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As the first blow crashed into his right shoulder, FBI special agent Jake Pierson wasn't thinking about self-defense. He'd been deep in his head, preparing and memorizing backstory for his latest undercover assignment.
Standing alone in the delivery zone behind a hotel bar after sundown without backup wasn't the smartest move for a special agent, even one undercover. But Jake was waiting for the contact to let him know when his target had entered the bar.
He'd done his pre-mission checking and considered the medium-size western city of Bozeman, Montana, a safe place after dark. Apparently, he was wrong.
But it didn't take him ten seconds to get back in the game. Jake's body curved backward as the assailant pressed a thumb to his windpipe. If it hadn't been such a surprise, Jake might've laughed at the amateurish attempt at overpowering someone like him, well-trained in martial arts. But the sudden knee to his kidney switched the mood from light to serious in a flash.
Planting his feet, Jake bent at the knees and burst upright with a roar. Power-lifting had been one of his specialties during training at Quantico, and he hadn't tried a move like this in the many years since.
The assailant clung to his neck. Jake easily rolled him over his shoulder and slammed him to the ground.
In seconds the attacker jumped back to his feet. Jake had to hand it to him, the guy was resilient.
Suddenly a knife appeared, and the man was waving it in Jake's face. In the low light it was hard to tell, but Jake figured this was a kid. At least ten to fifteen years younger than his own ancient age of thirty-five.
What was this? A robbery attempt? Or something more?
Jake would have to ask the asshole. As soon as he disarmed him.
The kid's knife hand swung wildly, and when Jake sidestepped, the assailant threw himself off balance. Jake used the opportunity to grab him by the elbow and twist the attacker's whole arm up and behind his back.
"Ow!" The kid screamed like a child on a Ferris wheel and dropped his knife.
Jake whirled him around and slammed the heel of his hand square in the assailant's nose. The blow reverberated back up Jake's arm, but the sickening sound of breaking cartilage told him his attacker would be hurting a lot worse than he was.
"My nose. You broke my frigging nose!" The kid started throwing punches without looking.
Jake sighed, wishing the kid would simply go down easy. He hated having to inflict more damage in order to subdue an obvious nonprofessional.
"Hey, what's going on out here?"
A sudden bright light from the bar's open back door, along with the sound of someone shouting, took Jake's attention away from his assailant. For only an instant. But it was enough time for the kid to get in one last smash at Jake's side and then break away. Jake stumbled to the left while the kid made a mad dash down the side of the building and out of sight.
It took everything Jake had in him not to chase after his attacker. The mission always comes first.
The bartender stepped beside Jake. "Are you okay? You want me to call the cops?"
Jake straightened up as he shot the wrinkles out of his lightweight leather jacket. "No need to call anyone. It was a simple misunderstanding."
The last thing he needed was for the Bozeman cops to question him. If this attack had come twenty miles south in the little town of Honey Creek where Jake's main assignment would be taking place, talking to the sheriff wouldn't be a problem. The sheriff there knew the FBI would be in his town conducting an undercover operation. But here? Not worth all the effort.
"Well, if you're sure." The bartender shrugged. "Oh, yeah. The reason I stepped out here is that woman you were asking about is in the bar. She came in with several friends, but they're gone now. She's sitting at a small table all alone. Is that what you wanted?"
"Good work." Jake shoved a few bills into the bartender's hand. "Remember not to tell anyone I was asking. Right?"
"Yes, sir." The bartender grinned and put his fingertip to his lips.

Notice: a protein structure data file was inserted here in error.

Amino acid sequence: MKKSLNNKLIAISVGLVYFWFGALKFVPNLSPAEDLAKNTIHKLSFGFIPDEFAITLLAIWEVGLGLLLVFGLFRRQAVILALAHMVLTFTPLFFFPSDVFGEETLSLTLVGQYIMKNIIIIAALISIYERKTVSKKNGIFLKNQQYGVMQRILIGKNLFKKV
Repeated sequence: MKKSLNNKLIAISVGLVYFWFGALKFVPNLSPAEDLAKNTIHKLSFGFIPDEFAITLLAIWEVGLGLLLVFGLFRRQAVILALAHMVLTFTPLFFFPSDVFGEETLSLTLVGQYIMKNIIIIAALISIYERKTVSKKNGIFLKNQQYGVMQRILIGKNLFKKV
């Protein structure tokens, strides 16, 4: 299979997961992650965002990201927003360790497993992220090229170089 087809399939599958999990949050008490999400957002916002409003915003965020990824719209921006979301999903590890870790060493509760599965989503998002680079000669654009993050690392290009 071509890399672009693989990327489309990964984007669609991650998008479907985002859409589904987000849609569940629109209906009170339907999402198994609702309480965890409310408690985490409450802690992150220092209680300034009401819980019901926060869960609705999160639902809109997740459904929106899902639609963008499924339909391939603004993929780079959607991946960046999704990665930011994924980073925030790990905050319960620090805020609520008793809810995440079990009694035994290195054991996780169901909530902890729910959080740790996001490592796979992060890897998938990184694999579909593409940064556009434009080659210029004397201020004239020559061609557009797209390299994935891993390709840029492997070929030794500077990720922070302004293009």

Annoyed that he hadn't been able to question his attacker, Jake tried to tell himself that it must have been a simple robbery attempt. But his gut told him that wasn't true. It would've been a huge coincidence, and Jake had never believed in coincidences.
Foul-ups on this job had started from the get-go. The man he was supposed to meet in Honey Creek had turned up dead a few days ago—before he could tell Jake anything. That put a giant kink in the FBI's information stream.
Jake had frantically put together a fall-back plan with the help of Jim Willis, his partner back in Seattle. He'd spent most of the past twenty-four hours memorizing facts and backgrounds that Jim had supplied.
Following the bartender inside, Jake rubbed at the knuckles on his right hand, absently opening and closing the fingers. He stopped to stand in the shadows behind the bar, taking time to study his new target and running over what he knew of her in his head.
Late twenties with shoulder-length bright red hair, she was one of his original informant's two daughters. The other daughter reportedly kept nearly constant company with a new boyfriend, whereas this one, a single, quiet librarian, seemed like a much easier mark. In addition, the other daughter also had more involvement in the secondary aspects of this case. For one thing, she'd had at least one good reason to want to see her father dead.
When Jake finally spotted his target in a far corner, the sudden kick of attention from his libido surprised the hell out of him. Where had that come from? He hadn't taken much interest in the opposite sex beyond a few brief liaisons in the past ten years. And it would not have been his choice to start noticing again in the middle of an undercover mission. The timing was inopportune at the very least.
Then again… He reconsidered the idea as he continued studying the woman who was sipping wine and flirting casually with the bartender. Maybe his own…uh…interest would add a layer of reality to the mission. He and his partner Jim had devised a plan calling for Jake to pretend a romantic relationship with this target. The idea was to insinuate himself with her first. Then she would introduce him to the rest of her family and the others in Honey Creek while he took his time gathering information.
Jake suddenly thought pretending a romantic relationship might not be such a hardship. The mission always comes first.
Mary Walsh fidgeted in her seat and sneaked a glance around the bar. Maybe she was being foolish. Coming to a librarians' conference and expecting to find a wonderful stranger who would introduce her to the joys of womanhood seemed a bit incongruent. Probably there wouldn't be one real man in this whole hotel.
But Mary was determined to find out in the little time she had left at the conference. Her life was already changing, enough, in fact, that she could scarcely keep up. For one thing, her father, the one who had supposedly died fifteen years ago, had suddenly turned up dead—again! She had barely managed to put all her baggage behind her and now she was facing memories of her childhood one more time. Damn him anyway.